U.S. Federal Aviation Administration (FAA) Administrator Steve Dickson said he expects the agency’s review of the work Boeing has done to get the 737 MAX recertified will be completed soon, but he set no timetable and indicated cooperation with regulators outside the U.S. will be critical.
“We expect the review to be completed in the not-too-distant future,” Dickson told the Flight Safety Foundation’s virtual International Air Safety Summit (IASS) on Oct. 19. “We are making excellent progress. We continue to narrow the issues and work milestone by milestone.”
Dickson noted he recently visited Boeing Commercial Airplanes headquarters in Seattle to go through training to fly the revamped 737 MAX on a simulator and then fly the aircraft itself for several hours as the lead pilot. “It was important to me as a pilot to experience the training and handling of the aircraft first-hand,” said Dickson, a former pilot with Delta Air Lines. “I have full confidence that the new training standards, once completed, will be sufficient.”
Dickson emphasized there is no “set schedule” for recertifying the 737 MAX, which has been grounded for 19 months.
The 737 MAX entered service in 2017. The first of two fatal MAX accidents occurred the following year, on Oct. 29, 2018, when Lion Air Flight 610 crashed into the Java Sea after takeoff from Jakarta, Indonesia, killing all 189 passengers and crew. Five months later, on March 10, 2019, Ethiopian Airlines Flight 302 crashed after takeoff from Addis Ababa, Ethiopia, killing all 157 occupants.
737 MAX aircraft were subsequently grounded globally, and Boeing has since been working to correct problems that were blamed for the accidents. It is seeking FAA recertification of the aircraft by the end of this year, and has expressed confidence it will receive the FAA’s stamp of approval.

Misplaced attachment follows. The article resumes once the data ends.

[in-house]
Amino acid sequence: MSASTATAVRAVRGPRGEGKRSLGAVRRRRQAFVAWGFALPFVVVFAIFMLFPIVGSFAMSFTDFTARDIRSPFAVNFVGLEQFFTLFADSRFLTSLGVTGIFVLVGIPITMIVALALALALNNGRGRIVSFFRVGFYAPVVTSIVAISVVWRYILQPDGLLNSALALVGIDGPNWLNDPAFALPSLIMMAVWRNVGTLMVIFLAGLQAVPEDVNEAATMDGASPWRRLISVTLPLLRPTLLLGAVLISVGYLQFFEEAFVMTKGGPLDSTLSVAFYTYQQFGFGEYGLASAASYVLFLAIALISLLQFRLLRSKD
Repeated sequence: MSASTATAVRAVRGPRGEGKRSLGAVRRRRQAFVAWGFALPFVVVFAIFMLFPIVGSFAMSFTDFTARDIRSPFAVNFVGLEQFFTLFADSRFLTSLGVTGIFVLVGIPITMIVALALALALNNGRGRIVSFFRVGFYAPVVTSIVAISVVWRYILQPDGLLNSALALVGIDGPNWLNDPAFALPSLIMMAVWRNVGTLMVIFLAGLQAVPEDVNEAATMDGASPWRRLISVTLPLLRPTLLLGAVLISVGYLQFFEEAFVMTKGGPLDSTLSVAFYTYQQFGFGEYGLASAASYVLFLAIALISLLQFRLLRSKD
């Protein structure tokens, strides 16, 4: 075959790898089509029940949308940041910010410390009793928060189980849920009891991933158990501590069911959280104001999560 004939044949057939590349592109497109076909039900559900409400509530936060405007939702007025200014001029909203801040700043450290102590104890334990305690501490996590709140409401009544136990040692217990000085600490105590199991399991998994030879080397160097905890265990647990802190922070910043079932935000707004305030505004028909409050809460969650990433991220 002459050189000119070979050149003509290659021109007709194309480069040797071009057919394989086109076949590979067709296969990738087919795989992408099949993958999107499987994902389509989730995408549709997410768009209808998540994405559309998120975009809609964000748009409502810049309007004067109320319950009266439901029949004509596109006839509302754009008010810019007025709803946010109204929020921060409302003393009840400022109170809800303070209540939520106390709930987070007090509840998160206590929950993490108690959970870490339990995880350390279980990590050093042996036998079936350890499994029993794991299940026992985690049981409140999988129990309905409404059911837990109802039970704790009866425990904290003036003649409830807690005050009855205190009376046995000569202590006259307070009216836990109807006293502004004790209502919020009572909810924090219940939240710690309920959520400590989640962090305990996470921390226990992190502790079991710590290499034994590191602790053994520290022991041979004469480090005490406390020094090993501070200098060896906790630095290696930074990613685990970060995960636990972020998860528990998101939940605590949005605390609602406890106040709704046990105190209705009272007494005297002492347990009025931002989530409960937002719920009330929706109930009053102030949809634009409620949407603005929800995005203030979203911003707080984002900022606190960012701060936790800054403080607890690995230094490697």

The FAA and regulatory authorities from around the world “have worked tirelessly with Boeing” to make sure the revamped 737 MAX will be safe to fly, he said. Of particular focus will be the new maneuvering characteristics augmentation system (MCAS), which contains software designed to automatically push the aircraft’s nose down under specific conditions, and new training standards for pilots.
He noted that the in-service aircraft that have been grounded need to be inspected carefully before returning to service. “We have to make sure aircraft are perfect before they go out there again,” he said. “Imagine your car sitting in a garage for 19 months.”
The European Aviation Safety Agency (EASA) has test-flown the 737 MAX. EASA’s approval, as well as those of other regulators around the world, will be key steps for Boeing and the FAA, which does not want to walk alone in recertifying the aircraft.
“The transparency and the outreach that we’ve demonstrated over the last year [with foreign regulators] has borne tremendous dividends,” Dickson said. “There are a certain demographic of airlines and pilots I can regulate [U.S. airlines and pilots], but I don’t have direct influence around the world … But I understand the public’s expectation is there should be the same very high safety bar around the world,” especially for aircraft manufactured in the U.S., he said.